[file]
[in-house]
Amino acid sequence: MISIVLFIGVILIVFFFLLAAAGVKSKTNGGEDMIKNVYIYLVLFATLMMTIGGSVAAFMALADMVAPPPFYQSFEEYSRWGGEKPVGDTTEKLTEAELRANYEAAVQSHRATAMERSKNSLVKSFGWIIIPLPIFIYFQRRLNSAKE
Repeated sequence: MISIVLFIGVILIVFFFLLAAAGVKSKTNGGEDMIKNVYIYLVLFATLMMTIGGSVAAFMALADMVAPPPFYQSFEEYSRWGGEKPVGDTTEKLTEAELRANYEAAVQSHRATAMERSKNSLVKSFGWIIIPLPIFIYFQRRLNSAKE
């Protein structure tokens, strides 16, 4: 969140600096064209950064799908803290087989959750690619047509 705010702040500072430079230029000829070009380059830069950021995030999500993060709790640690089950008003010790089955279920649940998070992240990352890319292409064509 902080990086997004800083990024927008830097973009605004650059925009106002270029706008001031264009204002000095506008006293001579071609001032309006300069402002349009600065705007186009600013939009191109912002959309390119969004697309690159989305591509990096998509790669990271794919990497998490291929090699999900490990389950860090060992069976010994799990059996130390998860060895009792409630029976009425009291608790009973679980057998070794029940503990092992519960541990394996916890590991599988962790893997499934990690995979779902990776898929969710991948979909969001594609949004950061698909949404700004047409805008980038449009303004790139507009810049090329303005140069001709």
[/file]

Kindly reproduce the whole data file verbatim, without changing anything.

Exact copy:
[in-house]
Amino acid sequence: MISIVLFIGVILIVFFFLLAAAGVKSKTNGGEDMIKNVYIYLVLFATLMMTIGGSVAAFMALADMVAPPPFYQSFEEYSRWGGEKPVGDTTEKLTEAELRANYEAAVQSHRATAMERSKNSLVKSFGWIIIPLPIFIYFQRRLNSAKE
Repeated sequence: MISIVLFIGVILIVFFFLLAAAGVKSKTNGGEDMIKNVYIYLVLFATLMMTIGGSVAAFMALADMVAPPPFYQSFEEYSRWGGEKPVGDTTEKLTEAELRANYEAAVQSHRATAMERSKNSLVKSFGWIIIPLPIFIYFQRRLNSAKE
């Protein structure tokens, strides 16, 4: 969140600096064209950064799908803290087989959750690619047509 705010702040500072430079230029000829070009380059830069950021995030999500993060709790640690089950008003010790089955279920649940998070992240990352890319292409064509 902080990086997004800083990024927008830097973009605004650059925009106002270029706008001031264009204002000095506008006293001579071609001032309006300069402002349009600065705007186009600013939009191109912002959309390119969004697309690159989305591509990096998509790669990271794919990497998490291929090699999900490990389950860090060992069976010994799990059996130390998860060895009792409630029976009425009291608790009973679980057998070794029940503990092992519960541990394996916890590991599988962790893997499934990690995979779902990776898929969710991948979909969001594609949004950061698909949404700004047409805008980038449009303004790139507009810049090329303005140069001709």